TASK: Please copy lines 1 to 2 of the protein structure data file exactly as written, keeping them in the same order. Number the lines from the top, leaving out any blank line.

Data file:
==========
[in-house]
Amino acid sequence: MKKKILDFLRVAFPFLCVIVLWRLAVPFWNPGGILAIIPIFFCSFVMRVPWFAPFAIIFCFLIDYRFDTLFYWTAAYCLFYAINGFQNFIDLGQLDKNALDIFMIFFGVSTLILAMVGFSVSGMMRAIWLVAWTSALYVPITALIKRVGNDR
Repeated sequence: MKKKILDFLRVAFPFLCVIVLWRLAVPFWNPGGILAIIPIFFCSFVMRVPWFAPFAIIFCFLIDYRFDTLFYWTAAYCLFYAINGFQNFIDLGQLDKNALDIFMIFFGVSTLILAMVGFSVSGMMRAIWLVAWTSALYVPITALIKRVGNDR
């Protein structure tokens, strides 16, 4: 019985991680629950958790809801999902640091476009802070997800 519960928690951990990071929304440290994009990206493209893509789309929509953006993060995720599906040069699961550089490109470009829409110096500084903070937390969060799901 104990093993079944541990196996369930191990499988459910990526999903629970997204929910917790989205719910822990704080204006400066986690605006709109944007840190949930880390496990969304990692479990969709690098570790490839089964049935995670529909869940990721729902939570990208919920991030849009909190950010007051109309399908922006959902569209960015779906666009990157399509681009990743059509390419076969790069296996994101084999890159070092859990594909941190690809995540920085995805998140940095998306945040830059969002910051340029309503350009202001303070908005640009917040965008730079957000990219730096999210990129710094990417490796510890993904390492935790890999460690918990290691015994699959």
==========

[in-house]
Amino acid sequence: MKKKILDFLRVAFPFLCVIVLWRLAVPFWNPGGILAIIPIFFCSFVMRVPWFAPFAIIFCFLIDYRFDTLFYWTAAYCLFYAINGFQNFIDLGQLDKNALDIFMIFFGVSTLILAMVGFSVSGMMRAIWLVAWTSALYVPITALIKRVGNDR